This study is an attempt to bridge an eminent knowledge gap in the empirical studies on Household Energy Consumption (HEC): the previous studies implicitly presumed that the relationships between HEC and the geographic drivers is uniform in different locations of a given study-area, and thus have tried to disclose such everywhere-true relationships. However, the possible spatially varying relationships between the two remain unexplored. By studying the performance of a conventional OLS model and a GWR model -adjusted R 2 , randomness of distribution of residual (tested by Moran's I), AIC and spatial stationary index of the geographic drivers, ANOVA test of residuals-this study demonstrates that the GWR model substantially provides a better understanding of HEC in the Randstad. In this respect, the core conclusion of this study is: the relationships between HEC and geographic drivers are spatially varying and therefore needed to be studied by means of geographically weighted models. Additionally, this study shows that considering spatially varying relationships between HEC and geographic drivers, by application of hierarchical clustering, the areas of the Randstad can be classified in four clusters: building age and income impact areas, building density impact areas, population density and built-up impact areas, household size and income impact areas.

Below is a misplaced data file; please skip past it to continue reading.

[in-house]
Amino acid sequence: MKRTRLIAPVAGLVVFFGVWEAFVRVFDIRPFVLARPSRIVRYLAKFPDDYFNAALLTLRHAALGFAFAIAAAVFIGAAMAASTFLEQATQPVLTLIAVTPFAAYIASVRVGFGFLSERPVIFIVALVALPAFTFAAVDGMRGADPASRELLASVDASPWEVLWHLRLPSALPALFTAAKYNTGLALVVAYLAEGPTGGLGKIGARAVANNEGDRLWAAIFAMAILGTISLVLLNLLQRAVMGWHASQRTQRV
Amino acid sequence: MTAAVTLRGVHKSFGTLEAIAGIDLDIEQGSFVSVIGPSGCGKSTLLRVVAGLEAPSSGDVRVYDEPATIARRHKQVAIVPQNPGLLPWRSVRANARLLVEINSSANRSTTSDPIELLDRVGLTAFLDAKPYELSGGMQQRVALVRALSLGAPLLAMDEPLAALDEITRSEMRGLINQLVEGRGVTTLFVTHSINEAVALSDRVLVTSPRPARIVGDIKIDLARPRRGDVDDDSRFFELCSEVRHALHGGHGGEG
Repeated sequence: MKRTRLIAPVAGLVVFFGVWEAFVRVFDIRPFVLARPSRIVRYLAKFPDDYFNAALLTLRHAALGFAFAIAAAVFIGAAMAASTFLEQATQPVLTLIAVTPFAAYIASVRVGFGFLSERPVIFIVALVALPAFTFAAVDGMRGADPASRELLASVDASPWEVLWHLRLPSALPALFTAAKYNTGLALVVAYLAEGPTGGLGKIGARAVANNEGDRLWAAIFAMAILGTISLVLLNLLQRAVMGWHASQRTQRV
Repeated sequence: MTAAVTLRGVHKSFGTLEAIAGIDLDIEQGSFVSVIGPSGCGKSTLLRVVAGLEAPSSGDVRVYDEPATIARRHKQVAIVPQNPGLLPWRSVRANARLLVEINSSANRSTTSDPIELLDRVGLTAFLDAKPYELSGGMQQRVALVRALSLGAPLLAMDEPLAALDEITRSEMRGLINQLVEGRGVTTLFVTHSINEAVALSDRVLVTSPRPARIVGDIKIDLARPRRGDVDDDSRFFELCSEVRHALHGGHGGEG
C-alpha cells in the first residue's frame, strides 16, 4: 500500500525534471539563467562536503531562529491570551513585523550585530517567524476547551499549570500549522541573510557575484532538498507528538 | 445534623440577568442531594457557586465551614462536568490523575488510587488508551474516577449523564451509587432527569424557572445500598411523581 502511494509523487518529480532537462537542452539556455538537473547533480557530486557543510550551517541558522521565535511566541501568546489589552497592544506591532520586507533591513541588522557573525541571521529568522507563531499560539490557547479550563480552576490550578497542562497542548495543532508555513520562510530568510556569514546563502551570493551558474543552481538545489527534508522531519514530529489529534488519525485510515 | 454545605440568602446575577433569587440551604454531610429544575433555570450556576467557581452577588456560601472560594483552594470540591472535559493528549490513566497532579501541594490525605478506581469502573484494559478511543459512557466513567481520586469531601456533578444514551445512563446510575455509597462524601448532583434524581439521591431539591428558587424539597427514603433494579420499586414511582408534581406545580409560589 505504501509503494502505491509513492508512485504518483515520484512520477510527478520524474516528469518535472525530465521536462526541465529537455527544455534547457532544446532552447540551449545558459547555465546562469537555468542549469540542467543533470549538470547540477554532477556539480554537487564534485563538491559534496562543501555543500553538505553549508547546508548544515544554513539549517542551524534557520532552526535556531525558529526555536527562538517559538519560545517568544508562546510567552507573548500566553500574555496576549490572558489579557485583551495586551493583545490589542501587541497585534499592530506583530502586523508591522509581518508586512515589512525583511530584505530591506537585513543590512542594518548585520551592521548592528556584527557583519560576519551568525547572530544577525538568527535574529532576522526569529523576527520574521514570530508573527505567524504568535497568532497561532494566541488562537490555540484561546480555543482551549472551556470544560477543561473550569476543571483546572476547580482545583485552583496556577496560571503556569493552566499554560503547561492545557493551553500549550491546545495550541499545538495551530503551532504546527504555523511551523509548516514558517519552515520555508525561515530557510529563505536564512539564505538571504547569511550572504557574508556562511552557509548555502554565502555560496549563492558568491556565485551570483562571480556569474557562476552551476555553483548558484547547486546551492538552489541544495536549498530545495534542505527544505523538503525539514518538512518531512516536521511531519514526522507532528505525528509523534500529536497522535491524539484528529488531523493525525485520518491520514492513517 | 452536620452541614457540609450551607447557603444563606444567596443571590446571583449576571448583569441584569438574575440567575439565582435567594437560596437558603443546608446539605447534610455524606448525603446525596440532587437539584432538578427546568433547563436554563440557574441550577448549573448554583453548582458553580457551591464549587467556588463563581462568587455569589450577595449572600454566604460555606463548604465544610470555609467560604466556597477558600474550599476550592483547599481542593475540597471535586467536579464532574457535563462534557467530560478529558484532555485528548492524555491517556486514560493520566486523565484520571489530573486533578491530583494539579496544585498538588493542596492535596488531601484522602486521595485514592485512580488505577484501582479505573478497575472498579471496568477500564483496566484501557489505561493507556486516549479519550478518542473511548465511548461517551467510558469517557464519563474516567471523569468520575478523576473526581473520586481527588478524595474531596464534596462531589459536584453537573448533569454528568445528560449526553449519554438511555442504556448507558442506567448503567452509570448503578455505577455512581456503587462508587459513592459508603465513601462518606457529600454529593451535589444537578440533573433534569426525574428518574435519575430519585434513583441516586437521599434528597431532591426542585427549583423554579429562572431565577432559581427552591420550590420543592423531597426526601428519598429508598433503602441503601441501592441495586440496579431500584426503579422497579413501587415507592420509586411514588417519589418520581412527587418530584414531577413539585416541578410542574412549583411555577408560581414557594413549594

- Geographically weighted regression
- Household energy consumption